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A Green Industrial Revolution

Part of the debate – in the House of Commons at 6:04 pm on 15th January 2020.

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Photo of Grant Shapps Grant Shapps The Secretary of State for Transport 6:04 pm, 15th January 2020

I am very pleased that the hon. Gentleman has asked that question. There is £500 million to help a gigafactory come to this country. That was not done behind closed door; we announced it publicly. I am sorry he had not spotted the announcement. This is a very positive way of ensuring that more car production comes here. I should also let him know that one in five electric cars sold in Europe last year were made in the United Kingdom—made right here.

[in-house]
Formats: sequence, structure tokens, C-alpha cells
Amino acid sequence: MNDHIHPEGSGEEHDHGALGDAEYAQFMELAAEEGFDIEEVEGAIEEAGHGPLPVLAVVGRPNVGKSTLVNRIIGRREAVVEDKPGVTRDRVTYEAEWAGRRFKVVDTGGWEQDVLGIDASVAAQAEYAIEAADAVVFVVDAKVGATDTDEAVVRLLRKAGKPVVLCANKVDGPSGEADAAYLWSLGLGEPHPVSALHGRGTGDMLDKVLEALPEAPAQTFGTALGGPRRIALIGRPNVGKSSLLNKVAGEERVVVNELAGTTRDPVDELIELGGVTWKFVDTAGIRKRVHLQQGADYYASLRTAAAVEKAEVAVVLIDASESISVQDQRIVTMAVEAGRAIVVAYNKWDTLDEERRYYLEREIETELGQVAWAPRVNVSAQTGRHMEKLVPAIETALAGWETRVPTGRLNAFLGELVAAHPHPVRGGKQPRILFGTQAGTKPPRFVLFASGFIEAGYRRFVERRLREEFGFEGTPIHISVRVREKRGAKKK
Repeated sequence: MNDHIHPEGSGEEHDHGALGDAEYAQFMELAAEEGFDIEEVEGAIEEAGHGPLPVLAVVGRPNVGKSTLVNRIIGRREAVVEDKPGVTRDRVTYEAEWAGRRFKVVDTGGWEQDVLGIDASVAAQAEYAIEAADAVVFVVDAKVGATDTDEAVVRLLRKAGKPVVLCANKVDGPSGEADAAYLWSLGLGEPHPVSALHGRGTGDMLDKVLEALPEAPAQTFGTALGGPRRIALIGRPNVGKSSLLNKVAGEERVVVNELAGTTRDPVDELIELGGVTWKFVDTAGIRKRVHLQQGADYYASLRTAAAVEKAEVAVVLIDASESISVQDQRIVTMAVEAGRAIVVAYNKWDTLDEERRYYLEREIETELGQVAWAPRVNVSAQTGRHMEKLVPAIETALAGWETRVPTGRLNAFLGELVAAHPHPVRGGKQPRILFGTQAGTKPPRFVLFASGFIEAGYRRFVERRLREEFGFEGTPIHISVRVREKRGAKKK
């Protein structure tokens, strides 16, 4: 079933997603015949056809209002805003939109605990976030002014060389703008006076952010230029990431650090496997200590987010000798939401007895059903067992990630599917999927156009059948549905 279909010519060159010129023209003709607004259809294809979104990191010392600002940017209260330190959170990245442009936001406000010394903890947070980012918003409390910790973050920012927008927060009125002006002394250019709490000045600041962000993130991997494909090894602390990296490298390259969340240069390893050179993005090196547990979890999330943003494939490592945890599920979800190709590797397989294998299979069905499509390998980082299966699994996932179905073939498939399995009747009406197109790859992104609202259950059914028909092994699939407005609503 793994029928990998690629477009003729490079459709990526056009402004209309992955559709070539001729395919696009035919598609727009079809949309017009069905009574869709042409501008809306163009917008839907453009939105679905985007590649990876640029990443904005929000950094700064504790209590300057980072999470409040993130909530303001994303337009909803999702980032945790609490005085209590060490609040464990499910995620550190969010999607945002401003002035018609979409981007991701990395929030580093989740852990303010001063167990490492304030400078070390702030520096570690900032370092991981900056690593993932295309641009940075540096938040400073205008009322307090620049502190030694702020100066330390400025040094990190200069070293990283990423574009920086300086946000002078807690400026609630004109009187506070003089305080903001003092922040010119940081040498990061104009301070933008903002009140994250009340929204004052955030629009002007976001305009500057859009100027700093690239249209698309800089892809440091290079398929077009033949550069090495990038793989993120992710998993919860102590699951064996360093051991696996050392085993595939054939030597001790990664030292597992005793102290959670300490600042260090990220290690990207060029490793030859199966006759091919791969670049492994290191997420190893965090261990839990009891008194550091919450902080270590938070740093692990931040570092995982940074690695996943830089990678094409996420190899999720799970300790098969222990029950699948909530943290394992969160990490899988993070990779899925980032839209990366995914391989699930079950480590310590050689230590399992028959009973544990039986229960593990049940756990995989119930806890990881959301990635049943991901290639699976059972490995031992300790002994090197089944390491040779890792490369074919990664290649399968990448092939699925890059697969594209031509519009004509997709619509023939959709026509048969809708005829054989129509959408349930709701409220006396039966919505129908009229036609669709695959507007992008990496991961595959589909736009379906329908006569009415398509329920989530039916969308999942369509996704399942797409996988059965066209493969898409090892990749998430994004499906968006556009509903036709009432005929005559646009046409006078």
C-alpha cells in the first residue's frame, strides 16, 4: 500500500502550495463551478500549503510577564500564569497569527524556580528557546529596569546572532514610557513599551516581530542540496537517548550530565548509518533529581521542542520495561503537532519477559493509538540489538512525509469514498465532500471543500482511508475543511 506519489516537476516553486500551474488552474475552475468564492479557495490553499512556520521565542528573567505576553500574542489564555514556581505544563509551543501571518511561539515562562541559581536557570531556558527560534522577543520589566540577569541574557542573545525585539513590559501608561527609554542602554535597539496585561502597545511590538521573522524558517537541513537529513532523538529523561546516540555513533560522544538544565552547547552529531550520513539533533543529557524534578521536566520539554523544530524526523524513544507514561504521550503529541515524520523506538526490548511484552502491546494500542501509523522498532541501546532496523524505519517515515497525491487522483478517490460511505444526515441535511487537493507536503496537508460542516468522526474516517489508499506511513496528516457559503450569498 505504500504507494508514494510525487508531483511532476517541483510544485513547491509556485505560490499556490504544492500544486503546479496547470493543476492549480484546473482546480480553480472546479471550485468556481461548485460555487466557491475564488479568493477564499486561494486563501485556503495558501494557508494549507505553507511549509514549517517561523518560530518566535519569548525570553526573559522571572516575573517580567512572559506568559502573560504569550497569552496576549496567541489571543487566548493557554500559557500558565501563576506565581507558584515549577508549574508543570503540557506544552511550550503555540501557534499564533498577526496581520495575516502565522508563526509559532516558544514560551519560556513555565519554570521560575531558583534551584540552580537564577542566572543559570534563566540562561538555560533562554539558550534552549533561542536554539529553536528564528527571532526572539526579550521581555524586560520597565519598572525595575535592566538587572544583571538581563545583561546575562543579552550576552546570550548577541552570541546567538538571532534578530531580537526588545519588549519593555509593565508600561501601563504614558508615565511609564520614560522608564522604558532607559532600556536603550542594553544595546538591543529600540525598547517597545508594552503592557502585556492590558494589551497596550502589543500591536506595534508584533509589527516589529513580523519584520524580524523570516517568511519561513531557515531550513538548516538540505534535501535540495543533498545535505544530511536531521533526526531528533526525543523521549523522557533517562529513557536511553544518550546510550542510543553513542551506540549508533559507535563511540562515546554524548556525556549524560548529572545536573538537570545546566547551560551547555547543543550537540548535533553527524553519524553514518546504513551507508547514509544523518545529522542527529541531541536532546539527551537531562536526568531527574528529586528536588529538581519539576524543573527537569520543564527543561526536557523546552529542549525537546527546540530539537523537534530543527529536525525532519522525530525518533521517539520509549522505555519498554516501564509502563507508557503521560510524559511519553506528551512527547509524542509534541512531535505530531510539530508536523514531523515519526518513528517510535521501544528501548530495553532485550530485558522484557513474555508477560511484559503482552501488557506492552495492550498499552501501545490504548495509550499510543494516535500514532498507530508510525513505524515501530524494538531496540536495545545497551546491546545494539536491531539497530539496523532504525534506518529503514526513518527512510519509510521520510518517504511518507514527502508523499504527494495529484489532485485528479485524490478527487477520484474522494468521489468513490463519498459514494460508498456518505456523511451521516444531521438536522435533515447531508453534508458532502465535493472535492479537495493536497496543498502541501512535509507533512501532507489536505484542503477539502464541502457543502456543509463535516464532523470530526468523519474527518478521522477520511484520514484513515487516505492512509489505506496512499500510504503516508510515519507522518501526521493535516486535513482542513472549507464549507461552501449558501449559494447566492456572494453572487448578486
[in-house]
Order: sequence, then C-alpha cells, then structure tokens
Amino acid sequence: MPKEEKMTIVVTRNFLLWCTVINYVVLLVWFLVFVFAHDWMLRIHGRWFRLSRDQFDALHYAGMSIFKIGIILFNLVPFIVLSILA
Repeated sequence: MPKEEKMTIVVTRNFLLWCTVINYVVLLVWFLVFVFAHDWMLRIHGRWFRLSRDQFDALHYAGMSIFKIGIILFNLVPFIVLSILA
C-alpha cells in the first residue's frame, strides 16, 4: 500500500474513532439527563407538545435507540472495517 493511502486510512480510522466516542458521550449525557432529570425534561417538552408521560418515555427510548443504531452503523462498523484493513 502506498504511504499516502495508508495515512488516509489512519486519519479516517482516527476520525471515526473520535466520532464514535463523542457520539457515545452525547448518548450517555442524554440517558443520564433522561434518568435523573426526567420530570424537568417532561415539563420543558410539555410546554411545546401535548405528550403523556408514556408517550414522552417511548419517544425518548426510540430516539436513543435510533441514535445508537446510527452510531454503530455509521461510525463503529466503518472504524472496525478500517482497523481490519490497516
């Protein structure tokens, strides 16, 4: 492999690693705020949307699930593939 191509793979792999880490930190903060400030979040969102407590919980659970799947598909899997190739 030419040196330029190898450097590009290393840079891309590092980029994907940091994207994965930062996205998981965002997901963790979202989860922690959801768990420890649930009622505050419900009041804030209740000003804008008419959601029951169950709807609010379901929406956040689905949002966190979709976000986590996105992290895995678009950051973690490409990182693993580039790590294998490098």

Our support for the electrification of vehicles is second to none. Let me give some examples. We now have more charging locations in petrol stations, as one of my hon. Friends mentioned. We have over 200,000 plug-in chargers in home locations. We have much more to do, though, and that is why both through the money already announced—£400,000—and another £1 billion in our manifesto we are pledging to put a lot more resource into having more charging locations so that people do not have as much range anxiety when they drive one of these vehicles. The need for that was one of the key points made by Members across the House.